Because of McCarthyism, the Cold War, the long economic expansion following WW II, and a resistence to think anew, the Left has been on the edges of politics for more than a half century. During this time, our ability to impact on broader political processes in the country has been narrowly circumscribed – nothing like the 1930s, nothing like the Left in many other countries.
While we stubbornly fought the good fight and made undeniable contributions over the past half-century, we were not a major player; we didn’t set the agenda or frame the debate; we didn’t determine the political direction of the country; we were not a decider.
But the past doesn’t have to be prelude to the future. Because of the new political landscape, the Left has an opportunity to step from the edges into the mainstream of U.S. politics. It has a chance to become a player of consequence; a player whose voice is seriously considered in the debates bearing on the future of the country; a player that is able to mobilize and influence the thinking and actions of millions.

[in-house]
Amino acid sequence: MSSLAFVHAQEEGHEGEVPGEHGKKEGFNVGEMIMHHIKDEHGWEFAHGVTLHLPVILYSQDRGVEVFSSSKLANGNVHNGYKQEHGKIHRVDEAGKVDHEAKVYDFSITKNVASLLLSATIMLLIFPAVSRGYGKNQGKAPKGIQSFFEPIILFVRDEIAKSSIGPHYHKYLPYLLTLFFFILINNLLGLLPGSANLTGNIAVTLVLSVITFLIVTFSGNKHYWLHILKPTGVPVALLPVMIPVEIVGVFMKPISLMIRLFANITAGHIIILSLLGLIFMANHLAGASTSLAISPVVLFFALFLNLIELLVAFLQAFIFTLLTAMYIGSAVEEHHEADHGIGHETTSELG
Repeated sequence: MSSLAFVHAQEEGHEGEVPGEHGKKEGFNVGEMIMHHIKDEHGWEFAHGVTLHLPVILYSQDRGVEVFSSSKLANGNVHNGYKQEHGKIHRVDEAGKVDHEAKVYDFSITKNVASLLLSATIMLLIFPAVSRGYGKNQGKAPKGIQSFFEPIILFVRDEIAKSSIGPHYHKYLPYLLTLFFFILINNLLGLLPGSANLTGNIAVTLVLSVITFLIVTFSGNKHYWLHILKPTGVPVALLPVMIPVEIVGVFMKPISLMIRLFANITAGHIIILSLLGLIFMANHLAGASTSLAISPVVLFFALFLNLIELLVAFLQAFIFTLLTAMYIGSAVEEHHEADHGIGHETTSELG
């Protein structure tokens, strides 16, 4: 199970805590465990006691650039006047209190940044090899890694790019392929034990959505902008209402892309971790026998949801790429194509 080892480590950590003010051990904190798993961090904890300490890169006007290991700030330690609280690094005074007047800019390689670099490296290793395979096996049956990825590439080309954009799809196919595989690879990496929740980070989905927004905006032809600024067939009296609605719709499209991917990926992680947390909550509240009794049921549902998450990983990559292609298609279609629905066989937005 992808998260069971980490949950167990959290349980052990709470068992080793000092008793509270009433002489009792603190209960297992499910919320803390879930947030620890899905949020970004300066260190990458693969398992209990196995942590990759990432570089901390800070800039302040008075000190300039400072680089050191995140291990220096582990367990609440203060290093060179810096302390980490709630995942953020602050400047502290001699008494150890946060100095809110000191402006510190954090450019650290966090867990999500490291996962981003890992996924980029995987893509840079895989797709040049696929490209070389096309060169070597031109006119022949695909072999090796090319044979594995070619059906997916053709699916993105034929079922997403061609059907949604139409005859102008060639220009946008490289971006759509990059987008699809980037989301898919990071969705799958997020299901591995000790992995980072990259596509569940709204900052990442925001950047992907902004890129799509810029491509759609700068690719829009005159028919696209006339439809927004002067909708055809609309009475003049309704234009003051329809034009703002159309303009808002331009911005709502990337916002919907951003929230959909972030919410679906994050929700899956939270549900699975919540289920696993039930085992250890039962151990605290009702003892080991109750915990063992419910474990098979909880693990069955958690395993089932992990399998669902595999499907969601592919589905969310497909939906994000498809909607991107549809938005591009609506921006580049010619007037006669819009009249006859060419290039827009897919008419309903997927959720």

Whether we do depends on many factors, one of which is our ability to shake off a “mentality of marginalization” that has become embedded in the Left’s political culture over the last half of the Twentieth Century.
How does this mentality express itself? In a number of ways – in spending too much time agitating the choir; in dismissing new political openings; in thinking that partial reforms are at loggerheads with radical reforms; in seeing the glass as always half empty; in thinking that our outlook is identical with the outlook of millions; in turning the danger of cooptation into a rationale to keep a distance from reform struggles; in enclosing ourselves in narrow Left forms; and in damning victories with faint praise.
In this peculiar mindset, politics has few complexities. Change is driven only from the ground up. Winning broad majorities is not essential. There are no stages of struggle, no social forces that possess strategic social power, and no divisions worth noting. And distinctions between the Democratic and Republican parties are either of little consequence or disdainfully dismissed.
Unless the Left – and I include communists – sheds this mentality, it will miss a golden opportunity at this moment to engage and influence a far bigger audience than it has in the past six decades. Where do we begin? The fight for a public option is a good starting point even for those of us (and I include myself) who prefer single payer.